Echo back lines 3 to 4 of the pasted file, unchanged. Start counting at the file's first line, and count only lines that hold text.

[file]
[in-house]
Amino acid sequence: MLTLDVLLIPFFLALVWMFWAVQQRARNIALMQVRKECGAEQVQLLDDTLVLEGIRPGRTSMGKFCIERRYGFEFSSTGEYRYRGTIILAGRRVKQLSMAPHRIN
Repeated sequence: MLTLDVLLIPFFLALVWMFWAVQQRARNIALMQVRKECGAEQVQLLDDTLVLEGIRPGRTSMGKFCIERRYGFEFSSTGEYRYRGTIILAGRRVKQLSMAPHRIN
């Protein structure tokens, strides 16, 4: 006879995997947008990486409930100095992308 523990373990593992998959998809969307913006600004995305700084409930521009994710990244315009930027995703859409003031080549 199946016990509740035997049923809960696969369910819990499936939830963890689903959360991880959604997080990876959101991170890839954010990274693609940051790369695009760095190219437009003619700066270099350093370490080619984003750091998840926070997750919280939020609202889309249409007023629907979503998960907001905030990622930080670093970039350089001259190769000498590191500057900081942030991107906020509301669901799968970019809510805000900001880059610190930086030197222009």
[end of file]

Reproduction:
Repeated sequence: MLTLDVLLIPFFLALVWMFWAVQQRARNIALMQVRKECGAEQVQLLDDTLVLEGIRPGRTSMGKFCIERRYGFEFSSTGEYRYRGTIILAGRRVKQLSMAPHRIN
């Protein structure tokens, strides 16, 4: 006879995997947008990486409930100095992308 523990373990593992998959998809969307913006600004995305700084409930521009994710990244315009930027995703859409003031080549 199946016990509740035997049923809960696969369910819990499936939830963890689903959360991880959604997080990876959101991170890839954010990274693609940051790369695009760095190219437009003619700066270099350093370490080619984003750091998840926070997750919280939020609202889309249409007023629907979503998960907001905030990622930080670093970039350089001259190769000498590191500057900081942030991107906020509301669901799968970019809510805000900001880059610190930086030197222009």